Which brings me back to Bill Russell, who actually made it all happen for Boston. He had led the Univ of San Francisco (Who dey? you say) to back-to-back NCAA championships, their last one being one of only 8 unbeaten seasons on record. Joining the Celtics as probably the greatest defensive player and rebounder of all time, often scoring less than 10 points a game, he was league MVP five times. Russell was the fulcrum around which the Celtic reign spun, winning their first championship his rookie season, 1957. From the time that he joined the team in 1956 until he retired in 1969, the Celtics won 11 championships and lost two. I got to watch that first loss, in ’58, and I was rooting for the Hawks and Cliff Hagan.
Russell’s last two seasons he also coached the Celtics and it was in that year that my bride and another couple drove to Cincinnati to watch the Celtics play the Cincinnati Royals, with Oscar Robertson and UK’s Adrian Smith (above) in the old Cincinnati Garden (capacity 11,000). I was stunned to find that we could buy tickets at the gate rather than pay scalpers. Past the tenth row (later known as the television seats) we had our pick of seats. There couldn’t have been more than 2000 people there. And no television cameras, no national TV. With Oscar and Havlichek still in their prime, and Russell ending his career (the Celts won the NBA championship again this year, 1968), I would have thought the rafters would be shaking.
Of course, there was no easy way to find out what the players’ salaries were, but the arena didn’t seem to be paying for itself. And stars even like Russell weren’t raking in millions in endorsements. I knew that much.
Bill Russell was my favorite NBA player. Still is. And as a thinker outside of basketball I put him in a league with Dick Gregory, the civil rights activist. When Bill Russell spoke, you know he was speaking his own mind, so even if I disagreed with him I knew they were independent thoughts coming from three levels deeper than say Sean Hannity…even when Hannity’s gut may likely be more correct about the politics of the day.
I don’t know what Russell thinks about the rightness or wrongness of this latest teat fit thrown by NBA players who make several times more than he ever did, and who are even unworthy, by comparison, of the pay of the Frank Ramsey’s and Sam Joneses of his time, who came off the bench. But his memories run deep, as do his thought processes, so I’m fairly certain he’s not spiteful of the money these brat-child’s earn today. He knows how things worked from the beginning, as the whole NBA was built on the shoulders of that 1956-1969 run by the Celtics, and the Celtic brand itself was built almost entirely on the shoulders of Bill Russell.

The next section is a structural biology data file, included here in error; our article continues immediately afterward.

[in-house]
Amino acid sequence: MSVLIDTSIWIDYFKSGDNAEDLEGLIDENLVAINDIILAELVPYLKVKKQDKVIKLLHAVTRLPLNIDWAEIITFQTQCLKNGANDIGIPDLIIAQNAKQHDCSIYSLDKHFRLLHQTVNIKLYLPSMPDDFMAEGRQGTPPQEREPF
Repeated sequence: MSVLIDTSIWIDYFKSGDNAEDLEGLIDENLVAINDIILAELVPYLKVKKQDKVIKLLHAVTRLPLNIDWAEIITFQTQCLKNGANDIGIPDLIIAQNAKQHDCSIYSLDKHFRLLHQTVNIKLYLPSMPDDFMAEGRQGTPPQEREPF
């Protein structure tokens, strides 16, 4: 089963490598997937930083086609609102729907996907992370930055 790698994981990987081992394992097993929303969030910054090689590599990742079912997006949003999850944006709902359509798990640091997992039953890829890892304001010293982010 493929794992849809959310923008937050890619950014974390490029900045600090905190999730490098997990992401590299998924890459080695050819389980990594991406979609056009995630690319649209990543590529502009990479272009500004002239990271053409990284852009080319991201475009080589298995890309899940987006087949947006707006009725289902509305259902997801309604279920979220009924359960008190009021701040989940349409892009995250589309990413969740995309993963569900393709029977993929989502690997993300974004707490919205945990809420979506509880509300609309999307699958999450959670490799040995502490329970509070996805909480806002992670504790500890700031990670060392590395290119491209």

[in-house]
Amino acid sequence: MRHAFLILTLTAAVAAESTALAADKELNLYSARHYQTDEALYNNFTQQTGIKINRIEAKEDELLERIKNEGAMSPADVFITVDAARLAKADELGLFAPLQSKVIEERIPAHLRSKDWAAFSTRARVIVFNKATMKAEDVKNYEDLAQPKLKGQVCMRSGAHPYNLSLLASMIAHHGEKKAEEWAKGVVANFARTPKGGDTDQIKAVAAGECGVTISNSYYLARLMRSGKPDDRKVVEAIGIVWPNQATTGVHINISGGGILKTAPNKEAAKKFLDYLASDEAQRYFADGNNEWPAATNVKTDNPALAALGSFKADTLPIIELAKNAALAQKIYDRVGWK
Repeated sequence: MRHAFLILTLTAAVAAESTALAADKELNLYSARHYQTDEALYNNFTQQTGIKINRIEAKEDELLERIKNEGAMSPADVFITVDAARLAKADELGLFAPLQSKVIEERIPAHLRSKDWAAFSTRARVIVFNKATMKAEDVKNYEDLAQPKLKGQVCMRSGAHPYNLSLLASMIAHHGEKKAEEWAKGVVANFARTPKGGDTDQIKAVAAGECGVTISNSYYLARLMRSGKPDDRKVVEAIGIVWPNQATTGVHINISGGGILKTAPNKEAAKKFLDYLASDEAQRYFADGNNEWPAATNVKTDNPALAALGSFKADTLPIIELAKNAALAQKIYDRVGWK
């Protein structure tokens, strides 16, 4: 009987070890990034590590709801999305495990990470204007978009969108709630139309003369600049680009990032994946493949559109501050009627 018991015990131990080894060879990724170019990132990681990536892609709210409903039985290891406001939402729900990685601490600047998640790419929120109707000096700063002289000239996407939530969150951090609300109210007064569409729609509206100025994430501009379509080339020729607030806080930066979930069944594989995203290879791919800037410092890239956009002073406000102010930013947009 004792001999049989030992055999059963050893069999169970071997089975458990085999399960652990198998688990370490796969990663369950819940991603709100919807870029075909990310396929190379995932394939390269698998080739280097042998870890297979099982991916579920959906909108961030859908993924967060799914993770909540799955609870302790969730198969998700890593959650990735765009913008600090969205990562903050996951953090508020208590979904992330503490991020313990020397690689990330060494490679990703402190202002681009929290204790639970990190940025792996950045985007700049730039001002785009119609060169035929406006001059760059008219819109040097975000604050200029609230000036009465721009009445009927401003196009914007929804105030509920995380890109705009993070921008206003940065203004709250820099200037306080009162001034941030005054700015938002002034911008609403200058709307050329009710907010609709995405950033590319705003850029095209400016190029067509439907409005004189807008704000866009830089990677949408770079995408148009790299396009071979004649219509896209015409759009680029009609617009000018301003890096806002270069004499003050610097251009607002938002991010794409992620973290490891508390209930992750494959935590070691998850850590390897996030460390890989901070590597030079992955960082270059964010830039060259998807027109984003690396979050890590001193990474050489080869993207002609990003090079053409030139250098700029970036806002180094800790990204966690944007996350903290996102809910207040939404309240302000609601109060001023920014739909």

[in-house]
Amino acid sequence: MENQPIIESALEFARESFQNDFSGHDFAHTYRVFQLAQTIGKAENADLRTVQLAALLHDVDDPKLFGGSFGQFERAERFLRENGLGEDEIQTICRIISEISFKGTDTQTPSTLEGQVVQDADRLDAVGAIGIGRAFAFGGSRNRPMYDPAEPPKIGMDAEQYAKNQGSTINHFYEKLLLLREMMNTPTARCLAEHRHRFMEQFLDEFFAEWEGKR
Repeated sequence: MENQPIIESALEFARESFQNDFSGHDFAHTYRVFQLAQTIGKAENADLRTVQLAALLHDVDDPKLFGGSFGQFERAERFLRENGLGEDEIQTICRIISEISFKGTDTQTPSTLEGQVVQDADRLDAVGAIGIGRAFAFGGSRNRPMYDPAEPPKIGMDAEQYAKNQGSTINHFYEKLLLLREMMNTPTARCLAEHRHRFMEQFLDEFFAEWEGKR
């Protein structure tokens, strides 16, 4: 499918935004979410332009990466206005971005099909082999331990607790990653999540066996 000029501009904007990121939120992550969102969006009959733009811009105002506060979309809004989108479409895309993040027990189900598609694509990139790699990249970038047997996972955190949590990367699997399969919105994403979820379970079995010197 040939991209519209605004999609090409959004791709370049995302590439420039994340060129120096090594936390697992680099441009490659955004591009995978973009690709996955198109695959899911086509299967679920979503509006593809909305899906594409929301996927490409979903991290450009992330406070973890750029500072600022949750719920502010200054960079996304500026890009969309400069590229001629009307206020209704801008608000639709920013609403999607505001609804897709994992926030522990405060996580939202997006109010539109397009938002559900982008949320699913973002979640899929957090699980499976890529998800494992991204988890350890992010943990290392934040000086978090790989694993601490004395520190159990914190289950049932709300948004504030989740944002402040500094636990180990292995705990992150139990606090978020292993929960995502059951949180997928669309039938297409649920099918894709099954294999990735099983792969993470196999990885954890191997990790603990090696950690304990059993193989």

And he saw if fade away by 1968, as I witnessed in the Cincinnati Garden in 1968.
Shoulder-on-shoulder-on-shoulder. Bill Russell knows what can happen here.
As I said, Bill carries his thinking about the prospects of the League and the game of professional basketball to several levels beyond where most thinking goes, having been there when the NBA itself was in knee pants, just as I was barely out of when I first saw him play. Maybe Bill Russell agrees that maybe the League is due a temporary return to its origins, say 20 years, just to get its bearings, so come next chance they’ll have the good sense to keep the lawyers out of the front office, the hidden-persuader “brandsmen” at bay and demand a higher standard in humility for the great talents they’ve been blessed with.
Going Back to Square One seems to be called for now, especially if the League fan base is walking away. It could take 20 years to get it back. And Bill Russell knows there are certain ripple effects that just naturally have to happen, a 20-year hiccup will mean a corresponding retreat at the college, even high school levels.
I still love the game but no longer love the players…virtually none of them and I think the current fan base simply won’t support their self-image and life style.
This only seems appropriate: